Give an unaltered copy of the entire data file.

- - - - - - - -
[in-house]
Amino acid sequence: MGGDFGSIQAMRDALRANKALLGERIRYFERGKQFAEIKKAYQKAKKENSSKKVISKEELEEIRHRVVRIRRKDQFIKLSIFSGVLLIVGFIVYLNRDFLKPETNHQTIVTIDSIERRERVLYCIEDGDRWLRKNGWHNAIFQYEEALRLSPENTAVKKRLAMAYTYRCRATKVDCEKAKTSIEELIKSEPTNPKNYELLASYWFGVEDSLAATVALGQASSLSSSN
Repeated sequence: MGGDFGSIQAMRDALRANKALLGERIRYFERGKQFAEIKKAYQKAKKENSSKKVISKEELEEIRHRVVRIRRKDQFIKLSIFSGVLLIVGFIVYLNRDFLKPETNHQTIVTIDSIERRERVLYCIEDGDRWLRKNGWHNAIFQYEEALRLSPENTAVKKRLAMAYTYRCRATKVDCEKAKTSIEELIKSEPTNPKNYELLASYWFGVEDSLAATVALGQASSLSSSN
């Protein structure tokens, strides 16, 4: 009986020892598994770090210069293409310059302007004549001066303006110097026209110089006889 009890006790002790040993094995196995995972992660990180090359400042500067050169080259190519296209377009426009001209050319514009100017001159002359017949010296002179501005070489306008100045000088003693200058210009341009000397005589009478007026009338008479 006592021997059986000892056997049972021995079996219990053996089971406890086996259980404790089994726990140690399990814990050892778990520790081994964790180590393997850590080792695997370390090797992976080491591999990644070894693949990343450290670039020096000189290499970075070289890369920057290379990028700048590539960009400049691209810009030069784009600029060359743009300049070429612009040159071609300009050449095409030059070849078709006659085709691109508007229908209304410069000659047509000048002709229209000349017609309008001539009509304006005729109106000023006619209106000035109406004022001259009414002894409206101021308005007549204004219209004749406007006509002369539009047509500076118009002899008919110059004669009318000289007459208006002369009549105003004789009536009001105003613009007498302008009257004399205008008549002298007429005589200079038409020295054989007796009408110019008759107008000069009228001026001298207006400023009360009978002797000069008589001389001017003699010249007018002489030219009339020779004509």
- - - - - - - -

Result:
[in-house]
Amino acid sequence: MGGDFGSIQAMRDALRANKALLGERIRYFERGKQFAEIKKAYQKAKKENSSKKVISKEELEEIRHRVVRIRRKDQFIKLSIFSGVLLIVGFIVYLNRDFLKPETNHQTIVTIDSIERRERVLYCIEDGDRWLRKNGWHNAIFQYEEALRLSPENTAVKKRLAMAYTYRCRATKVDCEKAKTSIEELIKSEPTNPKNYELLASYWFGVEDSLAATVALGQASSLSSSN
Repeated sequence: MGGDFGSIQAMRDALRANKALLGERIRYFERGKQFAEIKKAYQKAKKENSSKKVISKEELEEIRHRVVRIRRKDQFIKLSIFSGVLLIVGFIVYLNRDFLKPETNHQTIVTIDSIERRERVLYCIEDGDRWLRKNGWHNAIFQYEEALRLSPENTAVKKRLAMAYTYRCRATKVDCEKAKTSIEELIKSEPTNPKNYELLASYWFGVEDSLAATVALGQASSLSSSN
């Protein structure tokens, strides 16, 4: 009986020892598994770090210069293409310059302007004549001066303006110097026209110089006889 009890006790002790040993094995196995995972992660990180090359400042500067050169080259190519296209377009426009001209050319514009100017001159002359017949010296002179501005070489306008100045000088003693200058210009341009000397005589009478007026009338008479 006592021997059986000892056997049972021995079996219990053996089971406890086996259980404790089994726990140690399990814990050892778990520790081994964790180590393997850590080792695997370390090797992976080491591999990644070894693949990343450290670039020096000189290499970075070289890369920057290379990028700048590539960009400049691209810009030069784009600029060359743009300049070429612009040159071609300009050449095409030059070849078709006659085709691109508007229908209304410069000659047509000048002709229209000349017609309008001539009509304006005729109106000023006619209106000035109406004022001259009414002894409206101021308005007549204004219209004749406007006509002369539009047509500076118009002899008919110059004669009318000289007459208006002369009549105003004789009536009001105003613009007498302008009257004399205008008549002298007429005589200079038409020295054989007796009408110019008759107008000069009228001026001298207006400023009360009978002797000069008589001389001017003699010249007018002489030219009339020779004509």